In December last year, Internode switched from a tiered plan structure to a single option for its naked broadband offering -- 1000GB for $69.99. While a massive shift from Internode's modus operandi, it syncs with quasi-owner iiNet's plans, so no real surprises there. However, current Internode users looking to change their plans, it does come with a caveat -- all content is metered.
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Predicting the future is near impossible -- but that doesn‘t stop us all from having a red hot go. Human beings have been predicting the future since the beginning of history and the results range from the hilarious to the downright uncanny.
One thing all future predictions have in common: they‘re rooted in our current understanding of how the world works. It‘s difficult to escape that mindset. We have no idea how technology will evolve, so our ideas are connected to the technology of today.
Internode has added 4G support to its NodeMobile month-by-month mobile phone and data plan, a move that is undoubtedly influenced by the recent Optus 4G network expansion in Adelaide. How competitive is its offering? We've crunched the numbers.
Internode today announced details of the phone services it will offer with its NBN plans. Given the choice between paying $19.95 a month line rental for a semi-traditional phone service, nothing for a VOIP service apart from calls, or giving up on a landline altogether, which option are you going to choose?
Internode has expanded its range of NodeMobile plans with a $60 a month plan that includes unlimited calls. It might tempt some existing NodeMobile customers, but there are still better deals to be had.
Moving into a house on a brand-new estate can be a mixed bag. You'll often have a high-speed fibre connection on offer rather than having to use an ageing copper network, but you may not have any choice about which ISP you can use for that service. Lifehacker favourite Internode has just started offering a fibre service at 125 newly-built estates, giving residents in those areas a choice between buying a service from Telstra or through Internode.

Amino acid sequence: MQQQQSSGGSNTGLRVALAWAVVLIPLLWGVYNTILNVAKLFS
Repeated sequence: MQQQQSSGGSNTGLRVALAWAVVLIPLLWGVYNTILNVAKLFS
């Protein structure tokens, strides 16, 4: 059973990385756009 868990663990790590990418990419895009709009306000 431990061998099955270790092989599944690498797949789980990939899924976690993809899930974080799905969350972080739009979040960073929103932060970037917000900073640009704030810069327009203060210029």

We don't normally track executive movements here at Lifehacker, but this is a significant one in the ongoing melding of iiNet and Internode following last year's buyout: Internode founder Simon Hackett will leave his day-to-day role at the company in August, and will join the iiNet board at the same time.
The range of National Broadband Network (NBN) plans continues to expand, and there are many more to come. Planhacker covers all the plans on offer in Australia right now in a custom spreadsheet you can use to find the best option for you.
I posted about this last week on Gizmodo, but it occurred to me that plenty of Lifehacker readers must be Internode users and may be unaware of the new plan.
The integration of iiNet and Internode continues. The latest development? Internode is offering its Easy Broadband plans through another 242 iiNet-equipped DSLAMs, further reducing its dependence on reselling ADSL services sourced through Telstra.
The good news? As promised when iiNet purchased Internode, unmetered Freezone content is being made available to customers of both ISPs. The bad news? It will be quite a while before iiNet's unmetered iTunes and Xbox Live access will shift across to Internode.
More positive news for Internode customers: while it dumped its 200GB per month offering as part of a plan revamp last month, it has now restored that plan to its broadband offerings in response to "customer demand". Rather like parent iiNet's dumping of peak quotas earlier today, the change only applies to Internode's own ADSL2+ network, not services wholesaled from Telstra.